As if the loss of two starting linebackers five days earlier was not enough, the Tennessee Titans’ defense also lost its cool Friday.
Each of the San Diego Chargers’ first four touchdown drives included at least one penalty against the Titans’ defense – many of them unforced. The most noteworthy was an unsportsmanlike conduct call against defensive coordinator Chuck Cecil for his complaints about a call which was made moments earlier.
“He got a little excited,” coach Jeff Fisher said. “I don’t know exactly what was said, but I’ll get to the bottom of it.”
San Diego took full advantage of the five first downs (four in the first half) and 74 yards that resulted from flags against the Tennessee defense, which was without leading tackler Keith Bulluck and David Thornton (both injured Sunday against Miami).
The Titans were routed 42-17 at LP Field and allowed more than 40 points to a visiting team for the first time since Oct. 1, 2006 (a 45-14 loss to Dallas).
Cecil was flagged with 5:59 to go in the second quarter after William Hayes was called for roughing the passer on a two-yard completion. Only one snap earlier, San Diego tackle Marcus McNeill was called for holding and the Chargers faced a first-and-20 at their own 38.
The effect of the dual violations – they counted as two first downs – was a first down for San Diego at the Titans’ 30. Six plays later Darren Sproles caught a three-yard touchdown pass and the Titans trailed 21-3.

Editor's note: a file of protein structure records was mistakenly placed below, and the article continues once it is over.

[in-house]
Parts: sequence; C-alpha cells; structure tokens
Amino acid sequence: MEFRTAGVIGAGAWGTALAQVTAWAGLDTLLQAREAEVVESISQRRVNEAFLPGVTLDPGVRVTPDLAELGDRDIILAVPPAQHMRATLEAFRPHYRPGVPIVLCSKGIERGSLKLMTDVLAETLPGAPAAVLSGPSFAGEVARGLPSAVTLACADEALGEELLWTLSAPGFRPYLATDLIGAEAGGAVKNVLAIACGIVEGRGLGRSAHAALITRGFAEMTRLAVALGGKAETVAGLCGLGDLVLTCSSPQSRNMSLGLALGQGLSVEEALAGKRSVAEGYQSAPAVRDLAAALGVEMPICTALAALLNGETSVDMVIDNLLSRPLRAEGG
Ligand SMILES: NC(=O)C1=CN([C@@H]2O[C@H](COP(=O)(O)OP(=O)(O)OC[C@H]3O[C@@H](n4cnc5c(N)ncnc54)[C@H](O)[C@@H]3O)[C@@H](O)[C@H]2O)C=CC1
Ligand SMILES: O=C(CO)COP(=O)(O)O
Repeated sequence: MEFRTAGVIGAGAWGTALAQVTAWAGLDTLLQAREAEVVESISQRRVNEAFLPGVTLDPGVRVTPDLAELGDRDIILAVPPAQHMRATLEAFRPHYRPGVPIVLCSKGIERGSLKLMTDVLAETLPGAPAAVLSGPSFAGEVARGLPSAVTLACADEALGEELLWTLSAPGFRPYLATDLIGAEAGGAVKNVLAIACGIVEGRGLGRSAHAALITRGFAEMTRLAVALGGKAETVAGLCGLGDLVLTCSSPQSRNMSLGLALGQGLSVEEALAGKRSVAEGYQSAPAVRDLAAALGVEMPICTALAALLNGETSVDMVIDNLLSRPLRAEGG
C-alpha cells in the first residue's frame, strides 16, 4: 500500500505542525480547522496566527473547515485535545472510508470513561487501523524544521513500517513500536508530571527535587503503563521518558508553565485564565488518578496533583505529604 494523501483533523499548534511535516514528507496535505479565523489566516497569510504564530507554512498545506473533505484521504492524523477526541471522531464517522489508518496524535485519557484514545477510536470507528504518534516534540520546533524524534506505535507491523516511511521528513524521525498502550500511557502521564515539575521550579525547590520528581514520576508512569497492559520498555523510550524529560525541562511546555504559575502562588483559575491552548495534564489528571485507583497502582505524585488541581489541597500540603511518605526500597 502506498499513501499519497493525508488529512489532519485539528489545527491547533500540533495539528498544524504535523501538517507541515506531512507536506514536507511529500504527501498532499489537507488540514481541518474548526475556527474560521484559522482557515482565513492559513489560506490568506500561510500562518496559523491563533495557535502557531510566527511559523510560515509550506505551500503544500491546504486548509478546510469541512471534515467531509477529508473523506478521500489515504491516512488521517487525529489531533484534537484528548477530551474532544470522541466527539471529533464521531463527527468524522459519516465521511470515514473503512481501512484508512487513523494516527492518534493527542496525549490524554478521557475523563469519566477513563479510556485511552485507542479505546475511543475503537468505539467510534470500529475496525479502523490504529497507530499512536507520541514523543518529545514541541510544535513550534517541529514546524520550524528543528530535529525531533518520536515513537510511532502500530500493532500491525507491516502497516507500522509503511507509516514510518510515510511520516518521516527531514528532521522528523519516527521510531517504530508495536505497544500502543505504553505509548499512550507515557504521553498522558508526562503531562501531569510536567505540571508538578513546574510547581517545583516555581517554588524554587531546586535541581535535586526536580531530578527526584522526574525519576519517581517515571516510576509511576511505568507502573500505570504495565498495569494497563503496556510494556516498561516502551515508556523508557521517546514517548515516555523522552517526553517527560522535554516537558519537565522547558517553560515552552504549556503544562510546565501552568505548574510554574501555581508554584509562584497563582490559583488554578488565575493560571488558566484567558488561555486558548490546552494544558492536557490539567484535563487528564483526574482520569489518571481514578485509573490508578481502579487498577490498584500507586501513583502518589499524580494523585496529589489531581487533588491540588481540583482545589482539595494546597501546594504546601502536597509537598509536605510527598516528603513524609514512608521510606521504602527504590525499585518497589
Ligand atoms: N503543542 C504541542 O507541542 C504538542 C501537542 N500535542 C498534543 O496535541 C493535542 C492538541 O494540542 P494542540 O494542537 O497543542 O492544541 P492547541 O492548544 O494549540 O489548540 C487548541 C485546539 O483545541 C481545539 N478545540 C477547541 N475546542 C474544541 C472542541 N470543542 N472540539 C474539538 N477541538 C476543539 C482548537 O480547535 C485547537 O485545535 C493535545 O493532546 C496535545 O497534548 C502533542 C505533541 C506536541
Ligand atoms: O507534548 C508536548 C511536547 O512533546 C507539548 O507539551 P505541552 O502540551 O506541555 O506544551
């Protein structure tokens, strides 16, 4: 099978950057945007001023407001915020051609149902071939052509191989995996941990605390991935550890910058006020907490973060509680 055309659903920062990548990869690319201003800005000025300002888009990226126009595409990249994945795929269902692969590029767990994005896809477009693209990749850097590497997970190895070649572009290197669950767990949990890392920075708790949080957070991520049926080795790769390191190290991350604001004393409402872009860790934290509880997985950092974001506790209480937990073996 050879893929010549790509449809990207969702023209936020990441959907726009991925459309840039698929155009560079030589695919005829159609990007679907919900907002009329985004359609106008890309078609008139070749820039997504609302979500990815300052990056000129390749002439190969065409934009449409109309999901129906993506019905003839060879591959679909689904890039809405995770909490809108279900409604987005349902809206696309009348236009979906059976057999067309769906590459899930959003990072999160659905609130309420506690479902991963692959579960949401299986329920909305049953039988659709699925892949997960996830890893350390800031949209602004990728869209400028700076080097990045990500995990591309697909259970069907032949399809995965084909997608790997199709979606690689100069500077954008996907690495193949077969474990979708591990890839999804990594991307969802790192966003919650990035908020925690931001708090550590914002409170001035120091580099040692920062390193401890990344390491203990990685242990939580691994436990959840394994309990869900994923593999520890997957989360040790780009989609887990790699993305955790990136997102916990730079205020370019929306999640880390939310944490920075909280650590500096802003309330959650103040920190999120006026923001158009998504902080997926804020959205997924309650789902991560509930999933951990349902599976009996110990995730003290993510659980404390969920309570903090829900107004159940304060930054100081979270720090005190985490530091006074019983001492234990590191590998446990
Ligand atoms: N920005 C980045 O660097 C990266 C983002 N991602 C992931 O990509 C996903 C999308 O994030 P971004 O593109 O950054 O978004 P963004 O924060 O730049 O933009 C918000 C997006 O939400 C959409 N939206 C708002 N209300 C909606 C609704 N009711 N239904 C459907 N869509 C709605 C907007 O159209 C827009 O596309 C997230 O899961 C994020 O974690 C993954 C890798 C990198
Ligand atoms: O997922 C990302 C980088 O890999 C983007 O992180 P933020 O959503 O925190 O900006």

“Everybody in this organization should be having each other’s back,” defensive tackle Tony Brown said. “Whether it’s a bad call or a good call or something that goes on out on the field.
“It happened, and we just had to come out and stop them. We didn’t.”
The most common violations were for offside/neutral zone infractions by the linemen. There were four in all – against four different players.
“It’s focus and concentration,” Fisher said. “It’s basic football. … There’s no need for that. That’s borderline selfish. We just need to play football, move when the brown thing moves and not guess.”
The first, by defensive end Jacob Ford, came on a third-and-5 and gave the Chargers’ a free first down. Kevin Vickerson and Dave Ball committed the same violation on the same possession, a 13-play, 76-yard drive that ended with LaDainian Tomlinson’s 1-yard touchdown run and a 7-3 San Diego lead.
“We were just so geeked, trying to dig deep trying to find a way to get those guys stopped,” Brown, the fourth to make that mistake, said. “Small things ended up being big for us, and it didn’t help us.”
The only member of the defense who was flagged twice was cornerback Cortland Finnegan. Both were for pass interference, the second of which occurred in the end zone. Tomlinson scored one play after the latter and made it 28-7 with 9:49 to play in the third quarter.
None of the previous eight opponents scored more than 27 points in an entire game.
“We hurt ourselves early,” Finnegan said. “It wasn’t anything they were doing. It was the mistakes we were making – it was an offsides, a defensive penalty, pass interference there by myself.
“… It’s a fine line, and I didn’t get it done (Friday) personally, and that didn’t help the team out one bit.”